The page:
Marriage, though fueled by love, can be a risky proposition. According to one source, first marriages have a one in four chance of ending in divorce. A second or third marriage has a 75% chance of ending in divorce. It’s not uncommon for child custody proceedings to follow.
Perhaps you or your spouse are children of divorce. And now, despite your best intentions, your children will have divorced parents.
But what they do not have to be are the children of a fraught, angry divorce.
When a divorce leads to a custody battle, children inevitably end up in the middle. Even if you try to shield them from negotiations, they’ll sense the tension. And, if your divorce ends up in court? The tension will ratchet up phenomenally. In divorce court, each attorney is there to “fight” for their client, pitting you against the only other person your children love as much as you. In this type of battle, there will only be one “winner” and it won’t be your kids. How can you avoid this outcome?
Follow these 7 guidelines for keeping your kids out of court and keeping strife out of your divorce proceedings:
Make your kids your priority.
While you and your spouse are mourning the loss of your relationship and feeling angry at one another, you’re also turning your children’s world upside down. They may fear that they caused your divorce, that they’ll have to move and change schools, or that they won’t see one of you as much. Do what you can to comfort them, listen to their concerns, and assuage their fears during this time. Truly listen and take their concerns into consideration when it comes to the custody agreement.
Shield your children from arguments and anger.
Tensions run high during a divorce. Avoid trash-talking your spouse in front of the children, and don’t undermine one another when it comes to parenting decisions. At the same time, be open you’re your kids to let them know that you’re working together to come to a living and parenting situation that is in their best interest.
Consider mediation rather than court.
The goal of divorce and child custody mediation is to use the assistance of a neutral third-party to come to a divorce mediation plan and child custody plan that meets all concerns. This type of work isn’t easy and requires a lot of discussion — and a mediator can help. Rather than face off through lawyers, you and your spouse can engage in fruitful communication, not arguments. With mediation, you both “win” by working issues out as co-parents, rather than one side winning because a judge decides so.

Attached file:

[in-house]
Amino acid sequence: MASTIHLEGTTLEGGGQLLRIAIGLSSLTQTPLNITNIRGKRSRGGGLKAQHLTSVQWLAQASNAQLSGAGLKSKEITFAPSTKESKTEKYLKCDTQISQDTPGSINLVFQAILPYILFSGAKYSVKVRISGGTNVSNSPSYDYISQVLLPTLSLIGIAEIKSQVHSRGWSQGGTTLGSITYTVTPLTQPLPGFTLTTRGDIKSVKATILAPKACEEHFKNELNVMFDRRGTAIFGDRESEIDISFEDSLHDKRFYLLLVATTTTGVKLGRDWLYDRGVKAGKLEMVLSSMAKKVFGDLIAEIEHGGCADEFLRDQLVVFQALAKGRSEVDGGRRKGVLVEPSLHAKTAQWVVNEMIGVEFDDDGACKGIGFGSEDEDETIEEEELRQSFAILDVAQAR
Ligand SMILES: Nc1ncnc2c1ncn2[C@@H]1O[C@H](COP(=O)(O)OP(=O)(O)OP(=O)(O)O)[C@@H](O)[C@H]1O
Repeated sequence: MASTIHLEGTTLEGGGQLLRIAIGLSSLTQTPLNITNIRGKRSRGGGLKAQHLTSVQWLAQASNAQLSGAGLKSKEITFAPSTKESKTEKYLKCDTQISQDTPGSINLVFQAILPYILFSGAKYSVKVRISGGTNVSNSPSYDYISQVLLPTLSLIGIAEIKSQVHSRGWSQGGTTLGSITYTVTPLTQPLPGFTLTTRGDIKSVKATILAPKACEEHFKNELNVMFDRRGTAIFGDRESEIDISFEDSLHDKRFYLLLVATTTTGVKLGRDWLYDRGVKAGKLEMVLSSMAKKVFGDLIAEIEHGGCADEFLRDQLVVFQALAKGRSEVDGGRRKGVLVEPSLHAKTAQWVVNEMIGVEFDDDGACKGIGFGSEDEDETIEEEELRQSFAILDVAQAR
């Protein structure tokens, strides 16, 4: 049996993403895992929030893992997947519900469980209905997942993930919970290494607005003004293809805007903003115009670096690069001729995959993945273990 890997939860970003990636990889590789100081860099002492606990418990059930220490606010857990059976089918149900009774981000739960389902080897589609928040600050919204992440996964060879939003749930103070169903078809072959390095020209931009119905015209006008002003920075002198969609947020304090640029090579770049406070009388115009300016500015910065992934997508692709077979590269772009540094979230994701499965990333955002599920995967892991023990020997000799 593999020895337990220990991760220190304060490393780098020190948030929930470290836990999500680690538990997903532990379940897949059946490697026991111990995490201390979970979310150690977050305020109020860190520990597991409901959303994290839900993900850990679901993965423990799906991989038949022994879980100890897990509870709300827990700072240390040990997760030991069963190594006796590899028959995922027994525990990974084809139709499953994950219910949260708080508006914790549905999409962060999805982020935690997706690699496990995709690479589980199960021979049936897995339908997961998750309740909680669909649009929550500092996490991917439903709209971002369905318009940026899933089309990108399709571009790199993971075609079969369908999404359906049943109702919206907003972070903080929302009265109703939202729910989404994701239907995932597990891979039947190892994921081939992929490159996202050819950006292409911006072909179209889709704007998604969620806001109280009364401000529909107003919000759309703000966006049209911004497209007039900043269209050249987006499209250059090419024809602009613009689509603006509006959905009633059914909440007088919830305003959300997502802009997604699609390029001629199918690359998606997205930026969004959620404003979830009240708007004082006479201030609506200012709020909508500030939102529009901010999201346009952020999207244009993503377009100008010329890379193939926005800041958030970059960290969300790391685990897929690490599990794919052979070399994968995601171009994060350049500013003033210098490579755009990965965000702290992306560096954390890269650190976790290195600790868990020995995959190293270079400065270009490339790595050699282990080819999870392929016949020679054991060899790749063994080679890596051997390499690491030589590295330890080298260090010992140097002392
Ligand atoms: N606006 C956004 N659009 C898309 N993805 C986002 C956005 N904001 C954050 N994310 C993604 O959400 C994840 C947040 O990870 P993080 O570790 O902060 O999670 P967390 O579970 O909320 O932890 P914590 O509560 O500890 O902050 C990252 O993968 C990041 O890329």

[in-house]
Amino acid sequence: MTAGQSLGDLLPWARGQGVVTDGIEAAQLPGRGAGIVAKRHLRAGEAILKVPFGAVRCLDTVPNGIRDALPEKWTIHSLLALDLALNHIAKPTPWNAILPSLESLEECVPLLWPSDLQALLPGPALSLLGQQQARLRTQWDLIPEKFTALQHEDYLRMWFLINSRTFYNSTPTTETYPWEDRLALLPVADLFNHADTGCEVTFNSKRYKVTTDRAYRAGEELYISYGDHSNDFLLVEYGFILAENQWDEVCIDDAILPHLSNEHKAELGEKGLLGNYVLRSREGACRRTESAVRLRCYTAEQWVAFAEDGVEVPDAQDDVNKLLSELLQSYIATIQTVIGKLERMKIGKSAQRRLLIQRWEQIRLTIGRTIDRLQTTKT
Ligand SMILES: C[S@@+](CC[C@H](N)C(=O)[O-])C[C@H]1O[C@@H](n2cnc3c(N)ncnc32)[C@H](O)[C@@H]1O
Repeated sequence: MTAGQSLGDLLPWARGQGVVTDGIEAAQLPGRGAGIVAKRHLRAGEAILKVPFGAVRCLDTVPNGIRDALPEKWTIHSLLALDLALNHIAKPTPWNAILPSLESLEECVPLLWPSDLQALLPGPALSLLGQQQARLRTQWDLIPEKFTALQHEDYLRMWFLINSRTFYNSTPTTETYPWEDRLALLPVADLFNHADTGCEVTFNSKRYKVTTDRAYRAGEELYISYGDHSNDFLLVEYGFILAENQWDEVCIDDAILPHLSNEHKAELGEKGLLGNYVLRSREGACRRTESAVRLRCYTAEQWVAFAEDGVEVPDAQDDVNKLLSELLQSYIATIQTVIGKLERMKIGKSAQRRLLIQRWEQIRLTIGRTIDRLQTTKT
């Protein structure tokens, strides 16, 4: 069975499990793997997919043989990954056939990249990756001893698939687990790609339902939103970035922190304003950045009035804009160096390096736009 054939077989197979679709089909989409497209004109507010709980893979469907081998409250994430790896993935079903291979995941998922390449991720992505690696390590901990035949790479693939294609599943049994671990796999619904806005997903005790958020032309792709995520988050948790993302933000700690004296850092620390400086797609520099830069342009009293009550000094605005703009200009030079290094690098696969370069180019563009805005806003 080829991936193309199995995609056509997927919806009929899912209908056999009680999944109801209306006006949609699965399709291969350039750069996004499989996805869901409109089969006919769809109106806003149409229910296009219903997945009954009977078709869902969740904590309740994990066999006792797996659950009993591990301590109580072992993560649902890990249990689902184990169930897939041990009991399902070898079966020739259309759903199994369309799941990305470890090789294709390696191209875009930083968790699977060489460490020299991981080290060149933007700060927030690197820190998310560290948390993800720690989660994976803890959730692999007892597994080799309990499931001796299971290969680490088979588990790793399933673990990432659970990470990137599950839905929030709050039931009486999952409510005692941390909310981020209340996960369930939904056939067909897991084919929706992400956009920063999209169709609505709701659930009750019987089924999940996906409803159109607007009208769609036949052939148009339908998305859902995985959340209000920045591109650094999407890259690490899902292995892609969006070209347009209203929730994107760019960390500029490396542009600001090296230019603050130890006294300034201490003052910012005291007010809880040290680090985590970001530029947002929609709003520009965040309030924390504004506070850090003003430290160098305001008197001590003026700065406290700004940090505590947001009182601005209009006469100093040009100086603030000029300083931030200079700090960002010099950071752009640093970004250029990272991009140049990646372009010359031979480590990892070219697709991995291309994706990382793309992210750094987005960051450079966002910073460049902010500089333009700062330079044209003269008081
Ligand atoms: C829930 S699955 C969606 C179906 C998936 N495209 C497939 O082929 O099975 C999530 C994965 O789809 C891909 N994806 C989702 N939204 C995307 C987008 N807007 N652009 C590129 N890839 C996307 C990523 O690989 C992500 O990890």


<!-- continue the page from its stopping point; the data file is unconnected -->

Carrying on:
Don’t force your kids to choose.
In court proceedings, your children may be asked which parent they prefer to live with. While older children may indeed have a preference, it’s cruel to force them to choose and can set them up for feelings of guilt for years to come. A mediator with child custody experience can work through these issues and decisions much more sensitively than a court.
Create a plan that works for you.
If you end up in court, you may leave with a cookie-cutter plan dictated by a judge that isn’t in your family’s best interest. In a recent study of Ohio county courts, it was found that the local default parenting time guidelines of 88 Ohio counties, 64 had guidelines that allowed children to spend just two overnights and 60 hours or fewer in a two-week period with the non-custodial parent. However, what if you and your ex prefer a 50/50 custody split? What if one of you works unconventional hours that may require a more customized child custody plan? What if you prefer to share custody during the week? With mediation, you can develop a plan that works specifically for your family.
Keep the lines of communication open.
By engaging with your ex civilly in mediation, you avoid the permanent wounds that a contentious divorce can cause. This helps keeps the lines of communication open in the future when new life circumstances may require changes in your agreement, from a new job with required travel to sharing unexpected expenses related to your kids, from ER bills to tutoring costs.
Provide a good example.
By choosing mediation, rather than lawyering up, you can exemplify how conflicts can be resolved through civil communication. Mediation shows them that you and your ex will continue to work as a team where they are concerned. This will set up your co-parenting agreement and new family structure up for success.